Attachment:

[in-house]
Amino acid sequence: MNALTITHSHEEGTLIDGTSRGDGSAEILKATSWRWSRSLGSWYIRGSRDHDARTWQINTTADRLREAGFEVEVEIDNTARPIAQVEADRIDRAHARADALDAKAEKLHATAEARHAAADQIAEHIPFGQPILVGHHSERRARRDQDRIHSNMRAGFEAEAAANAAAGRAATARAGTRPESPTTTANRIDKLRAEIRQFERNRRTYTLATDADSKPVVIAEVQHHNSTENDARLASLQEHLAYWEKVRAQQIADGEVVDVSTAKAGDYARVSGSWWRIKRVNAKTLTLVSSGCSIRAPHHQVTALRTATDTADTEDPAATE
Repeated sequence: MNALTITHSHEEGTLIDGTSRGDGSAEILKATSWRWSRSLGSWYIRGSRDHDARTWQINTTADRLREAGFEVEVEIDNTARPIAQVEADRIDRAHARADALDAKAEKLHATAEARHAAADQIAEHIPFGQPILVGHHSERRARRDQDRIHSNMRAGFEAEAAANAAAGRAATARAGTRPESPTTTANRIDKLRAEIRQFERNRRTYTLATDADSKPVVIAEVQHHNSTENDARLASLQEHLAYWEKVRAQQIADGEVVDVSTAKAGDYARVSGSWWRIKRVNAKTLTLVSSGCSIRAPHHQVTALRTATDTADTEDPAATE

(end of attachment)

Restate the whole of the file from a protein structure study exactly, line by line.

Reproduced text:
[in-house]
Amino acid sequence: MNALTITHSHEEGTLIDGTSRGDGSAEILKATSWRWSRSLGSWYIRGSRDHDARTWQINTTADRLREAGFEVEVEIDNTARPIAQVEADRIDRAHARADALDAKAEKLHATAEARHAAADQIAEHIPFGQPILVGHHSERRARRDQDRIHSNMRAGFEAEAAANAAAGRAATARAGTRPESPTTTANRIDKLRAEIRQFERNRRTYTLATDADSKPVVIAEVQHHNSTENDARLASLQEHLAYWEKVRAQQIADGEVVDVSTAKAGDYARVSGSWWRIKRVNAKTLTLVSSGCSIRAPHHQVTALRTATDTADTEDPAATE
Repeated sequence: MNALTITHSHEEGTLIDGTSRGDGSAEILKATSWRWSRSLGSWYIRGSRDHDARTWQINTTADRLREAGFEVEVEIDNTARPIAQVEADRIDRAHARADALDAKAEKLHATAEARHAAADQIAEHIPFGQPILVGHHSERRARRDQDRIHSNMRAGFEAEAAANAAAGRAATARAGTRPESPTTTANRIDKLRAEIRQFERNRRTYTLATDADSKPVVIAEVQHHNSTENDARLASLQEHLAYWEKVRAQQIADGEVVDVSTAKAGDYARVSGSWWRIKRVNAKTLTLVSSGCSIRAPHHQVTALRTATDTADTEDPAATE